NY Times think Israel should give vaccine to those who plot its destruction
The New York Times is an amazing paper. Take the report titled "Israel Gives Vaccine to Far-Off Allies, as Palestinians Wait." The gist of it is this: Israel has a small surplus of COVID vaccine doses, and as a token of friendship, will sent them "to nations like the Czech Republic and Honduras that pledged to move diplomats to Jerusalem" rather than to Palestinians to whom they gave so far, as a humanitarian gesture, "2,000 doses and promised 3,000 more" -- "token figures, given the size of the Palestinian population."
Why the Times thinks this worthy of an article is unclear. For one, Israel is in no position to inoculate populations that are comparable in size to its' own. As is clear from the article itself, several thousand doses it plans to send to friendly countries (to be used undoubtedly for the health care workers) is just a token of friendship. So it looks like the Times' intention is to smear Israel with violating "international law:" "human rights watchdogs say that Israel should organize a systematic vaccine program in the occupied territories, rather than sporadically deliver spares a few thousand at a time. They cite the Fourth Geneva Convention, which obliges an occupying power to coordinate with the local authorities to maintain public health within an occupied territory, including during epidemics."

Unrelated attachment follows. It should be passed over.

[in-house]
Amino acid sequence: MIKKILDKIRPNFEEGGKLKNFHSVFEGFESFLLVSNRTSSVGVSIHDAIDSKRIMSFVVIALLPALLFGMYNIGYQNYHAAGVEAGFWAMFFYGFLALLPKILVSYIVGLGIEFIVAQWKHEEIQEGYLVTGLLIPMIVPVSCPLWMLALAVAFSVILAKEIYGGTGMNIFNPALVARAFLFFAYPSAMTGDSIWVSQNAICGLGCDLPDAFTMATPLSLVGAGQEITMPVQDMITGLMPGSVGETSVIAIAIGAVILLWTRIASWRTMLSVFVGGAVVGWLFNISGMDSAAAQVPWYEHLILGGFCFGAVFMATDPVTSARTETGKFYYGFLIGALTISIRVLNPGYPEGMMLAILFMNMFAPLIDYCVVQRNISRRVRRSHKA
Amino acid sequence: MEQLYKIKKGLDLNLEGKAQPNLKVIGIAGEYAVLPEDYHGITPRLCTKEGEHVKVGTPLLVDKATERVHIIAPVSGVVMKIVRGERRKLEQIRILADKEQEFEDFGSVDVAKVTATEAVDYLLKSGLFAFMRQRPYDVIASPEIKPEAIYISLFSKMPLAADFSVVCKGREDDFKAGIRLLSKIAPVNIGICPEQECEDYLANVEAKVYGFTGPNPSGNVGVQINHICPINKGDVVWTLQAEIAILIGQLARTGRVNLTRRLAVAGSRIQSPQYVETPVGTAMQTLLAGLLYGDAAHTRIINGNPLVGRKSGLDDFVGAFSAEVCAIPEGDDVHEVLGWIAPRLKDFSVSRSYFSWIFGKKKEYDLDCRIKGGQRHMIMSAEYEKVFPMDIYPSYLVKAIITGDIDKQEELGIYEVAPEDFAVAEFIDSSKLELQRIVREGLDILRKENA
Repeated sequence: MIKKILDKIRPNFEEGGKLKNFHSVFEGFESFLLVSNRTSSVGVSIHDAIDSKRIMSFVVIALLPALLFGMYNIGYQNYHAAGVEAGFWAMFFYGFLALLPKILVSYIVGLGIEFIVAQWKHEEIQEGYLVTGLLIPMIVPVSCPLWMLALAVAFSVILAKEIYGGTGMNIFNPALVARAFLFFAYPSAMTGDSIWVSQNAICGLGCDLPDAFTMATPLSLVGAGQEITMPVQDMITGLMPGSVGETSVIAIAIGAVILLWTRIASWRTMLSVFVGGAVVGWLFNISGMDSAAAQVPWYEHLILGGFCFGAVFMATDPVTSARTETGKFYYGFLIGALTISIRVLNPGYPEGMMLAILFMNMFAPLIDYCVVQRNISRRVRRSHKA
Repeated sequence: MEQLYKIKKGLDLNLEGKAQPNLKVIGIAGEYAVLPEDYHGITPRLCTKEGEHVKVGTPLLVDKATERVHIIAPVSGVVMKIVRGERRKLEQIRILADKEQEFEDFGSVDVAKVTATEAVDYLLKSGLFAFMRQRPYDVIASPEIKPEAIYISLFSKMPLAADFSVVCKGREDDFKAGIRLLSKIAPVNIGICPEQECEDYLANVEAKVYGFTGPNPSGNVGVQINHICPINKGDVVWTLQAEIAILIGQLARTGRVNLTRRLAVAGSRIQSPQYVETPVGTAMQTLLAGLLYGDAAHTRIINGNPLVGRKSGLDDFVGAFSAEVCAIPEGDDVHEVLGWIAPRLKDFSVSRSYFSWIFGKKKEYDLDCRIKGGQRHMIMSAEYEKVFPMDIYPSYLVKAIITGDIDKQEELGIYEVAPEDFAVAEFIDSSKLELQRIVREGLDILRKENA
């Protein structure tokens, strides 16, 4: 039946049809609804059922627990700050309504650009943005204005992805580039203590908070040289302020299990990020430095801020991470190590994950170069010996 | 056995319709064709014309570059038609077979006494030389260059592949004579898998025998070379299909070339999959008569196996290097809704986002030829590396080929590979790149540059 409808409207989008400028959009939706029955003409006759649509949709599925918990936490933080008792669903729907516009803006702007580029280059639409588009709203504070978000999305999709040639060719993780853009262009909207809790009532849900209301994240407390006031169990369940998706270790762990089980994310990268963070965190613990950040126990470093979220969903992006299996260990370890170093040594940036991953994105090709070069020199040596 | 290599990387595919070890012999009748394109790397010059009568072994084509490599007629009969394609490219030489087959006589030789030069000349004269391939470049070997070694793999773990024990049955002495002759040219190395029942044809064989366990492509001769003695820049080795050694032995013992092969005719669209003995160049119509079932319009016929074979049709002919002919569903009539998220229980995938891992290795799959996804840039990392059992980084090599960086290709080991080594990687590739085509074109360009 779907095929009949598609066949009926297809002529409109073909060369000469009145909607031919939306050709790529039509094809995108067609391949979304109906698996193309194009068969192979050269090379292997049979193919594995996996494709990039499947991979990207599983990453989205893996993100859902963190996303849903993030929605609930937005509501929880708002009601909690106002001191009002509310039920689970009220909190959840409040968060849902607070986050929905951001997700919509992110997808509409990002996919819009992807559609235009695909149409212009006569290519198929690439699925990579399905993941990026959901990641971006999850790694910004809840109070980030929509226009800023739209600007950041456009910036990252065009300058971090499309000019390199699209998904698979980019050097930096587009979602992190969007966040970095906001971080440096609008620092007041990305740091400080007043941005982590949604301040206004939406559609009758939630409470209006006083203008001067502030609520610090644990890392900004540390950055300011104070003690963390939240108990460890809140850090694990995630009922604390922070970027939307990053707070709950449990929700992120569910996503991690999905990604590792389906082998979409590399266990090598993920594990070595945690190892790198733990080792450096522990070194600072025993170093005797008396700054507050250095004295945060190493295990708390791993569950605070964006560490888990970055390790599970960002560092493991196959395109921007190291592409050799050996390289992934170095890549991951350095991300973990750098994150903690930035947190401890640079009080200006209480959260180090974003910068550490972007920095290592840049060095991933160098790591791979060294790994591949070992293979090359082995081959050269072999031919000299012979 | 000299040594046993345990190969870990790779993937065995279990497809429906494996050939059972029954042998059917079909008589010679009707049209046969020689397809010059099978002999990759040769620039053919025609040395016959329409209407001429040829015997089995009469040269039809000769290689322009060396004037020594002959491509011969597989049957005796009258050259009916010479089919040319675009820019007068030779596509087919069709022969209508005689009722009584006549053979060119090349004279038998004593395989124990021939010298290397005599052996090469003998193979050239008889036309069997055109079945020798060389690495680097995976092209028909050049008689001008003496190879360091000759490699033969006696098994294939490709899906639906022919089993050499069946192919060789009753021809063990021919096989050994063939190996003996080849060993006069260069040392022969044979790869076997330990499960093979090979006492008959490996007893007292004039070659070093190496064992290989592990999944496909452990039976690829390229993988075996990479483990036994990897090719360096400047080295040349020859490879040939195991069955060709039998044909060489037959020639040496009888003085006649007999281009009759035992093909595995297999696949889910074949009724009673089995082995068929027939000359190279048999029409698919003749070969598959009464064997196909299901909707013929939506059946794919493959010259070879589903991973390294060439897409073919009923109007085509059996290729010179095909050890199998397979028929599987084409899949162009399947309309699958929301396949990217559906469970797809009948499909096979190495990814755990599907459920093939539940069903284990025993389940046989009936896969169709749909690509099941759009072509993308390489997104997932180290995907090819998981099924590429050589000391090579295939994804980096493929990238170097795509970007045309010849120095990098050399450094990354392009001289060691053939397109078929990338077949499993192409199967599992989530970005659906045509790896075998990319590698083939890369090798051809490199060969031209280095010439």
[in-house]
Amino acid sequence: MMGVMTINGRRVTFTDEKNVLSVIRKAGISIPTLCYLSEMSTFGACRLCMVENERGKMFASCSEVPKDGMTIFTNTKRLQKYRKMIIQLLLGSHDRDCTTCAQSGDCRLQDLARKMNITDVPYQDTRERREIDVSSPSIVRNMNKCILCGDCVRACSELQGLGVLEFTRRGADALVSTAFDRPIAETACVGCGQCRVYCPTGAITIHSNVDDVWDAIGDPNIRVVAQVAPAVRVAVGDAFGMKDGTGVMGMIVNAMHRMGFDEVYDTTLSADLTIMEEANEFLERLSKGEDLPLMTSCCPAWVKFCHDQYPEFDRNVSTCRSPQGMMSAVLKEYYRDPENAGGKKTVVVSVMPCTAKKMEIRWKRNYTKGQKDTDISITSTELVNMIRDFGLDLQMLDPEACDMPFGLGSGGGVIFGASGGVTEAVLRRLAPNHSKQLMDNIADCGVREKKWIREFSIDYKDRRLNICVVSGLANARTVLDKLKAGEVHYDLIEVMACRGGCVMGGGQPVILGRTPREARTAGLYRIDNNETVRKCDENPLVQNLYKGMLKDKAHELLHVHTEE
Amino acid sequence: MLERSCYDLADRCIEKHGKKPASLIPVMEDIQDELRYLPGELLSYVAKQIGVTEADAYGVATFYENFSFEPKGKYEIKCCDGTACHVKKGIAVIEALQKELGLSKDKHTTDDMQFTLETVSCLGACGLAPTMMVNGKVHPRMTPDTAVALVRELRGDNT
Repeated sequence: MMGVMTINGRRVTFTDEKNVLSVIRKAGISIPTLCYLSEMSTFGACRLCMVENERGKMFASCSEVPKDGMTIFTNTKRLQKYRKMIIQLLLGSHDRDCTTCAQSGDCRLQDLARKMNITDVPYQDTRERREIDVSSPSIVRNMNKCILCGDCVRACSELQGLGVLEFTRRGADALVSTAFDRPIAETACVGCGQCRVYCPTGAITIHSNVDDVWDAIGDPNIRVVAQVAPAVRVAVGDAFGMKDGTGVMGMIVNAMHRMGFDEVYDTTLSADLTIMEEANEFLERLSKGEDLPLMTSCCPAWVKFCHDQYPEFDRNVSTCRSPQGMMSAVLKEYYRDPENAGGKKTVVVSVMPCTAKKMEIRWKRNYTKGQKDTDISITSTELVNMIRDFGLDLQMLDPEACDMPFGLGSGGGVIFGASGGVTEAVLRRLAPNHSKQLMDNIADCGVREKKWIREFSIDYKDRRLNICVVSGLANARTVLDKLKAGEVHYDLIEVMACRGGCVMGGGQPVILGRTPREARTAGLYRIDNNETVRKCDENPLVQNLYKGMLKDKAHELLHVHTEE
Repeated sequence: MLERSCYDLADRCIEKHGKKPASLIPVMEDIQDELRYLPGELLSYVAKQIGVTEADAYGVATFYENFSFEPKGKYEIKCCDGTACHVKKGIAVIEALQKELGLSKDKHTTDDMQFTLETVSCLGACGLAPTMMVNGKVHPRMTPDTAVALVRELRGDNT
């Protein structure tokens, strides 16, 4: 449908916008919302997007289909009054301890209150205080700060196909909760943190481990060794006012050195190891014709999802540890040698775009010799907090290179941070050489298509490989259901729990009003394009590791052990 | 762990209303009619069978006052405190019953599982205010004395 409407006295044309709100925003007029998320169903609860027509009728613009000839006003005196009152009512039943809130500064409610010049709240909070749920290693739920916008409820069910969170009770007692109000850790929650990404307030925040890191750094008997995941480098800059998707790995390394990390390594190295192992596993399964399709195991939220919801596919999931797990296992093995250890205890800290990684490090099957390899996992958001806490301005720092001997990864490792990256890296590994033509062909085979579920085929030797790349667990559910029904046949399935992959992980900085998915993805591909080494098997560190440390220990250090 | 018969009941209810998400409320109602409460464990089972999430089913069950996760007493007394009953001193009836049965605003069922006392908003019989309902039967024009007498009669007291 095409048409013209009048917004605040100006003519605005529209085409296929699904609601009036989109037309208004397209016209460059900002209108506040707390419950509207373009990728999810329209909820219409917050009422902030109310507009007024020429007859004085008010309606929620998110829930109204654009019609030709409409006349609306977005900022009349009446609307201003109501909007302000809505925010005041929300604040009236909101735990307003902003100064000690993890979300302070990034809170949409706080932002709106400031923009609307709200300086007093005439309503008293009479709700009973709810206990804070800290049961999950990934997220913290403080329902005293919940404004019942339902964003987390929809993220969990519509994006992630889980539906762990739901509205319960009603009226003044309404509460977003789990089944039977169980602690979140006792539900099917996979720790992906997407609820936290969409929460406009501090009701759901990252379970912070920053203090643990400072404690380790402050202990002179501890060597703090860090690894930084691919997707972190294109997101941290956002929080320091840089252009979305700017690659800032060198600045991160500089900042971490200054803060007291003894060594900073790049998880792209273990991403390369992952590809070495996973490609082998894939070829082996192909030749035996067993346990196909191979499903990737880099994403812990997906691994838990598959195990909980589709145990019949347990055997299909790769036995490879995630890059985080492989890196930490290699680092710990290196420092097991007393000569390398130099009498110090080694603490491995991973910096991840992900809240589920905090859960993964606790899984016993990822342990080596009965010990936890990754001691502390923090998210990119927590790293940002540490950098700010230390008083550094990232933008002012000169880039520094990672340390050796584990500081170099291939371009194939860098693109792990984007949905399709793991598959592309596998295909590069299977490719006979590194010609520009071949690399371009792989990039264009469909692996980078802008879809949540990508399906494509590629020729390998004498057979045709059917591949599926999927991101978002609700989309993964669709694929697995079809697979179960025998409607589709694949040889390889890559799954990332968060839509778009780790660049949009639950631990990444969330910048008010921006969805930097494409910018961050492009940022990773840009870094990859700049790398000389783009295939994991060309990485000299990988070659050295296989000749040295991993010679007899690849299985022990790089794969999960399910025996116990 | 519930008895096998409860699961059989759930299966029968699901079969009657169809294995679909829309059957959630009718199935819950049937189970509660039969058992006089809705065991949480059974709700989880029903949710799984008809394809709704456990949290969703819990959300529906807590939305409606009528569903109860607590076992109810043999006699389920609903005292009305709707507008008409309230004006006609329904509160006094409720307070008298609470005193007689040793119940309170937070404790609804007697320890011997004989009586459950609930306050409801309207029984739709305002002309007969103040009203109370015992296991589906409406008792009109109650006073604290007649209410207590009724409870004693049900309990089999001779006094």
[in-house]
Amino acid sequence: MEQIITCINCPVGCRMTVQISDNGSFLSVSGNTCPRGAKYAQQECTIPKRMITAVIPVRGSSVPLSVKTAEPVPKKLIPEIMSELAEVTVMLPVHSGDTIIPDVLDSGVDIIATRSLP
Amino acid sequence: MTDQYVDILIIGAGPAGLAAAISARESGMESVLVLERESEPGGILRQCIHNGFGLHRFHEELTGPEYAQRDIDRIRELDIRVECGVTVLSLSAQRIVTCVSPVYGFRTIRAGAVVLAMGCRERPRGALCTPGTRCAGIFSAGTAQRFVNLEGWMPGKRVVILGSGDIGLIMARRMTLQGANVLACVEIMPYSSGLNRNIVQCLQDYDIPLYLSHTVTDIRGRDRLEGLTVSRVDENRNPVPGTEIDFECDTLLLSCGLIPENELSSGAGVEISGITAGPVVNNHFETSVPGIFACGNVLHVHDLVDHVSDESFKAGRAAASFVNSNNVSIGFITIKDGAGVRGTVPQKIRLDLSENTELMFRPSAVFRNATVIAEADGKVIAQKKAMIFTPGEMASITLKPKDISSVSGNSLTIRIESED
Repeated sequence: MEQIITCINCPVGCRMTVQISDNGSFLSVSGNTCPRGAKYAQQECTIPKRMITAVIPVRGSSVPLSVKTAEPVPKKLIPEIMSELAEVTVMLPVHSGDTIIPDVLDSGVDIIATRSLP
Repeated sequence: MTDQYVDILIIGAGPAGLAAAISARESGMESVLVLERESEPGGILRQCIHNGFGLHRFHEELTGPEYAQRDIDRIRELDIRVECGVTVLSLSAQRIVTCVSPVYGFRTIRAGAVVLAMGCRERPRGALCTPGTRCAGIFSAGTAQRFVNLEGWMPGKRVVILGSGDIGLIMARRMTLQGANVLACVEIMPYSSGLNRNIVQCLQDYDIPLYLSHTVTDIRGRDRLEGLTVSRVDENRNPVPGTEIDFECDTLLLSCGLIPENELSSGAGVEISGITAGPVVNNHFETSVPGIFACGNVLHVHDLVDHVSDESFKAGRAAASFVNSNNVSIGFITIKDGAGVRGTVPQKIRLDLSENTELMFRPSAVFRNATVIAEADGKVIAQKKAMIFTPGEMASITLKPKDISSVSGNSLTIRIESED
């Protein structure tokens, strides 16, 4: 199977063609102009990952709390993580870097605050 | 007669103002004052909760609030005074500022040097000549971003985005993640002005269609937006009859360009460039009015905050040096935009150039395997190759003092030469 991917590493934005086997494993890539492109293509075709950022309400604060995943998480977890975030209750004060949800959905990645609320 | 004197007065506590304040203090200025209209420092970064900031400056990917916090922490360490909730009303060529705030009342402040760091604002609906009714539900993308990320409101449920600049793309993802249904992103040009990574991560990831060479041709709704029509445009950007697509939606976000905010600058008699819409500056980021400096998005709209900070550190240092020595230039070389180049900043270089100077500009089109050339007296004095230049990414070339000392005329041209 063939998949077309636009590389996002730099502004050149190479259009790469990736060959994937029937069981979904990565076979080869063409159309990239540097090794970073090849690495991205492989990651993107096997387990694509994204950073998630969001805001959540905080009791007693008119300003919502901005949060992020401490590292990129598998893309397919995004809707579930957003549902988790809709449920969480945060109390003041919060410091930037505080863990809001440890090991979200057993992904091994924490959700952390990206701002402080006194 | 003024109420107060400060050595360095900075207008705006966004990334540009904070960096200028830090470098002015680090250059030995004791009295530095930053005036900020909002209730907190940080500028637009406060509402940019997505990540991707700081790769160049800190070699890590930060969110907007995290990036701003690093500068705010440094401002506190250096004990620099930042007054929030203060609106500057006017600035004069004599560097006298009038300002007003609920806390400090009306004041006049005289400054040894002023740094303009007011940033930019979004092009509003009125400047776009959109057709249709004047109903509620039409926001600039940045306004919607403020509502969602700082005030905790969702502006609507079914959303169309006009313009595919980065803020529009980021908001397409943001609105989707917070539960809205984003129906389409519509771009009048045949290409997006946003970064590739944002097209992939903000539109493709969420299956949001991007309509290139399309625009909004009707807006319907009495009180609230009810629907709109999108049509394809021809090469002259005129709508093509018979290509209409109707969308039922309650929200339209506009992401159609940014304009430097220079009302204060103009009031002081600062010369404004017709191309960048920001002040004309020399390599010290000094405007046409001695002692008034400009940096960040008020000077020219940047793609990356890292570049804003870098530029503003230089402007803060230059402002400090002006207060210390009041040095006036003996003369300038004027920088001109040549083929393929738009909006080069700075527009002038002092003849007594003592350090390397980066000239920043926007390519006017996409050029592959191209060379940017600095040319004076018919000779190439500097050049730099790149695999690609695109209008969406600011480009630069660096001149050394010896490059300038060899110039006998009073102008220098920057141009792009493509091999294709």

Why Israel should be responsible for inoculating Palestinians is not at all clear given that, as the report itself notes, "the Palestinian Authority was given responsibility for organizing its own health care system in the 1990s, after the signing of the Oslo Accords that gave the Palestinian leadership limited autonomy in parts of the occupied territories." (The specifics can be found in an excellent article that quotes the relevant "chapter and verse"). In the report, the Times simply uses the classical tactic of trying to look fair while throwing the mud at Israel in the hope that some of it sticks.
There is more.
The NY Times does not have much of a point. If they were serious about making a case for providing a vaccine to the Palestinians they should make the case based on the impact on Israeli health if Palestinians in close proximity to Israelis become infected.